Seventy-first Amendment of the Constitution of India

The Seventy-first Amendment of the Constitution of India, officially known as The Constitution (Seventy-first Amendment) Act, 1992, amended the Eighth Schedule to the Constitution so as to include Konkani, Meitei (Manipuri) and Nepali languages, thereby raising the total number of languages listed in the schedule to eighteen. The Eighth Schedule lists languages that the Government of India has the responsibility to develop.[1]

The Constitution (Seventy-first Amendment) Act, 1992
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Parliament of India
  • An Act further to amend the Constitution of India.
Citation71st Amendment
Territorial extentIndia
Enacted byLok Sabha
Passed20 August 1992
Enacted byRajya Sabha
Passed20 August 1992
Assented to31 August 1992
Commenced31 August 1992
Legislative history
Bill introduced in the Lok SabhaConstitution (Seventy-eighth Amendment) Bill, 1992
Bill published on20 August 1992
Introduced byShankarrao Chavan
Related legislation
21st and 92nd Amendments
Summary
Included Konkani, Meitei (Manipuri) and Nepali as official languages by amending the Eighth Schedule to the Constitution
Status: In force

The Eighth Schedule to the Constitution originally included 14 languages.[2] Sindhi was included by the 21st Amendment, enacted in 1967. Bodo, Dogri, Santhali and Maithili were included in the Eighth Schedule in 2004, through the 92nd Amendment, raising the total number of languages to 22.

TextEdit

BE it enacted by Parliament in the Forty-third Year of the Republic of India as follows:—

1. Short title This Act may be called the Constitution (Seventy-first Amendment) Act, 1992.

2. Amendment of Eighth Schedule In the Eighth Schedule to the Constitution—

(a) existing entry 7 shall be re-numbered as entry 8, and before entry 8 as so re-numbered, the entry "7. Konkani." shall be inserted;
(b) existing entry 8 shall be re-numbered as entry 10, and before entry 10 as so re-numbered, the entry "9. Manipuri." shall be inserted;
(c) existing entries 9 to 15 shall be re-numbered as entries 12 to 18 respectively, and before entry 12 as so re-numbered, the entry "11. Nepali." shall be inserted.[3][4]

Proposal and enactmentEdit

The Constitution (Seventy-first Amendment) Act, 1992, was introduced in Lok Sabha on 20 August 1992, as the Constitution (Seventy-eighth Amendment) Bill, 1992 (Bill No. 142 of 1992). It was introduced by Shankarrao Chavan, then Minister of Home Affairs, and sought to include Konkani, Meitei and Nepali languages in the Eighth Schedule of the Constitution.[5] The full text of the Statement of Objects and Reasons appended to the bill is given below:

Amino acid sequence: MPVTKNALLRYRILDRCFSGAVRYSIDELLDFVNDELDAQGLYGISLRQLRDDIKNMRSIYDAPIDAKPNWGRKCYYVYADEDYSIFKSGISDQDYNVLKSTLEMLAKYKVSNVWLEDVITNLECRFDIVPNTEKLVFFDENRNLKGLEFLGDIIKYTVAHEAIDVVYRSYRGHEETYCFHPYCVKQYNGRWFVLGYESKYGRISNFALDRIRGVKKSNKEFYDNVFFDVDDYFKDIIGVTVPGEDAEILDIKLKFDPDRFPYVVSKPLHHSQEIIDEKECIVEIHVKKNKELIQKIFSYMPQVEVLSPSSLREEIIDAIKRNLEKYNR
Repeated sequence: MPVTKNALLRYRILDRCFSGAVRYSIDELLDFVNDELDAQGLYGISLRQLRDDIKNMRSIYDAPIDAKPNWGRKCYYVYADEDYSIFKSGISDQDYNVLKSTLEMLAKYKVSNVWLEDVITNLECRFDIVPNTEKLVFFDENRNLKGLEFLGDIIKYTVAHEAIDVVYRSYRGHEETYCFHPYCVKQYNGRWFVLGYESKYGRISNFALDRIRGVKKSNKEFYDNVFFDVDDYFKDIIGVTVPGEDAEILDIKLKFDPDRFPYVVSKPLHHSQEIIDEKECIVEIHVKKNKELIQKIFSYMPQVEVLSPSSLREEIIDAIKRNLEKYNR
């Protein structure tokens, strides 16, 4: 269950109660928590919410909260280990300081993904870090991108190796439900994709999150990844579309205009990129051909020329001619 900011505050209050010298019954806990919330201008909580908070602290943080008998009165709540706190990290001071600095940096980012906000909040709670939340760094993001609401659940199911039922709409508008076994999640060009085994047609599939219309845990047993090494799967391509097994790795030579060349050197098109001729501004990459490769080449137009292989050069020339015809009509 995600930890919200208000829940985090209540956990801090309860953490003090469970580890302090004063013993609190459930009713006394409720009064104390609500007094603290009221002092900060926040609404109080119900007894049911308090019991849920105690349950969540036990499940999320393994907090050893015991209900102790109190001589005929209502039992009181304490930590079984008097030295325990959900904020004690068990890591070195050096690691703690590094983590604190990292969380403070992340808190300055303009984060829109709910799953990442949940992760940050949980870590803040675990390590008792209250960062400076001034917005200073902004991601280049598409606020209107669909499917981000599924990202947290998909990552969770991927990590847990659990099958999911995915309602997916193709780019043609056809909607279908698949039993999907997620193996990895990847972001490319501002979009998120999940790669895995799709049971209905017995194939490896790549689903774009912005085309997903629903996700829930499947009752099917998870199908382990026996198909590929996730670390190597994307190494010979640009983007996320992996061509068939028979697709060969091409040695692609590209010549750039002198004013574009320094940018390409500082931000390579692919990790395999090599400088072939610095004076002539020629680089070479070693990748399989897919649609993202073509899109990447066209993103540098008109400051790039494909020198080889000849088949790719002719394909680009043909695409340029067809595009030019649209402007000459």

There have been demands for inclusion of certain languages in the Eighth Schedule to the Constitution. It is proposed to include Konkani, Manipuri and Nepali languages in the Eighth Schedule to the Constitution. The Bill seeks to give effect to this decision.

2. The Nepali language is also known in some areas as "Gorkha Bhasa". In the Census operations, other nomenclatures such as "Gorkhali", "Gorkdhi", "Gurkhiya", "Khaskura" or "Naipali" have also been used.

— S.B. Chavan, "The Constitution (Seventy-eighth Amendment) Bill, 1992".   This article incorporates text from this source, which is in the public domain.

The Bill was debated by the Lok Sabha on 20 August 1992 and, as amended, passed on the same day. Clause 1 of the Bill was adopted by the Lok Sabha with a formal amendment replacing the word "Seventy-eighth" by the word "Seventy-first". The Bill, as passed by the Lok Sabha, was considered and passed by the Rajya Sabha on 20 August 1992.[5] The bill received assent from then President Shankar Dayal Sharma on 31 August 1992, and came into force on the same date.[5][6] It was notified in The Gazette of India on 1 September 1992.[7]

See alsoEdit

ReferencesEdit

  1. ^ "Archived copy" (PDF). Archived from the original (PDF) on 8 October 2013. Retrieved 1 July 2013.CS1 maint: archived copy as title (link)   This article incorporates text from this source, which is in the public domain.
  2. ^ "The Constitution of India (1949)" (PDF). Lok Sabha Secretariat. p. 1189. Archived from the original (PDF) on 3 December 2013. Retrieved 5 December 2013.   This article incorporates text from this source, which is in the public domain.
  3. ^ "Texts of the Constitution Amendment Acts" (PDF). Lok Sabha Secretariat. pp. 615–616. Archived from the original (PDF) on 3 December 2013. Retrieved 5 December 2013.
  4. ^ "The Constitution (Seventy-first Amendment) Act, 1992". Retrieved 5 December 2013.   This article incorporates text from this source, which is in the public domain.
  5. ^ a b c R.C. Bhardwaj, ed. (1 January 1995). Constitution Amendment in India (Sixth ed.). New Delhi: Northern Book Centre. pp. 124, 217, 451–452. Retrieved 3 December 2013.
  6. ^ "The Constitution (Amendment) Acts". Constitution.org. Retrieved 5 December 2013.   This article incorporates text from this source, which is in the public domain.
  7. ^ "Constitution Amendment in India" (PDF). Lok Sabha Secretariat. p. 256. Archived from the original (PDF) on 3 December 2013. Retrieved 5 December 2013.